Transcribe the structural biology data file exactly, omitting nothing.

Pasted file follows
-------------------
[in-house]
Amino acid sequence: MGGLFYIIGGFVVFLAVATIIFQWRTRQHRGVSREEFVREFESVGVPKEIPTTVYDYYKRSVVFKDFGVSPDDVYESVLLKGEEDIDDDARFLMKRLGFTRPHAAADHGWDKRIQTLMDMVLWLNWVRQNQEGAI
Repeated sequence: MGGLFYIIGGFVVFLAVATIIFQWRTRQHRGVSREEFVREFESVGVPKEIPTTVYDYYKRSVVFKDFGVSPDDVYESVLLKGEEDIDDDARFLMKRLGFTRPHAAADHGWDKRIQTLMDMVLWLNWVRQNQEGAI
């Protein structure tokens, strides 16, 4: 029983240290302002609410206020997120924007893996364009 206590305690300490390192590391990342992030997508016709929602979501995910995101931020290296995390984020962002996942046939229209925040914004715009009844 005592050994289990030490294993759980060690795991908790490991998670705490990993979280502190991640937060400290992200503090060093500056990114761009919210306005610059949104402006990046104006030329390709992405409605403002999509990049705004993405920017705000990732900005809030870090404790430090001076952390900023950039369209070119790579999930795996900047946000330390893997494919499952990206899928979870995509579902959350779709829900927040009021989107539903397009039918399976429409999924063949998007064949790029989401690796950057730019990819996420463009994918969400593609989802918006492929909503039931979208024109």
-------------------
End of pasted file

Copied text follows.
[in-house]
Amino acid sequence: MGGLFYIIGGFVVFLAVATIIFQWRTRQHRGVSREEFVREFESVGVPKEIPTTVYDYYKRSVVFKDFGVSPDDVYESVLLKGEEDIDDDARFLMKRLGFTRPHAAADHGWDKRIQTLMDMVLWLNWVRQNQEGAI
Repeated sequence: MGGLFYIIGGFVVFLAVATIIFQWRTRQHRGVSREEFVREFESVGVPKEIPTTVYDYYKRSVVFKDFGVSPDDVYESVLLKGEEDIDDDARFLMKRLGFTRPHAAADHGWDKRIQTLMDMVLWLNWVRQNQEGAI
């Protein structure tokens, strides 16, 4: 029983240290302002609410206020997120924007893996364009 206590305690300490390192590391990342992030997508016709929602979501995910995101931020290296995390984020962002996942046939229209925040914004715009009844 005592050994289990030490294993759980060690795991908790490991998670705490990993979280502190991640937060400290992200503090060093500056990114761009919210306005610059949104402006990046104006030329390709992405409605403002999509990049705004993405920017705000990732900005809030870090404790430090001076952390900023950039369209070119790579999930795996900047946000330390893997494919499952990206899928979870995509579902959350779709829900927040009021989107539903397009039918399976429409999924063949998007064949790029989401690796950057730019990819996420463009994918969400593609989802918006492929909503039931979208024109």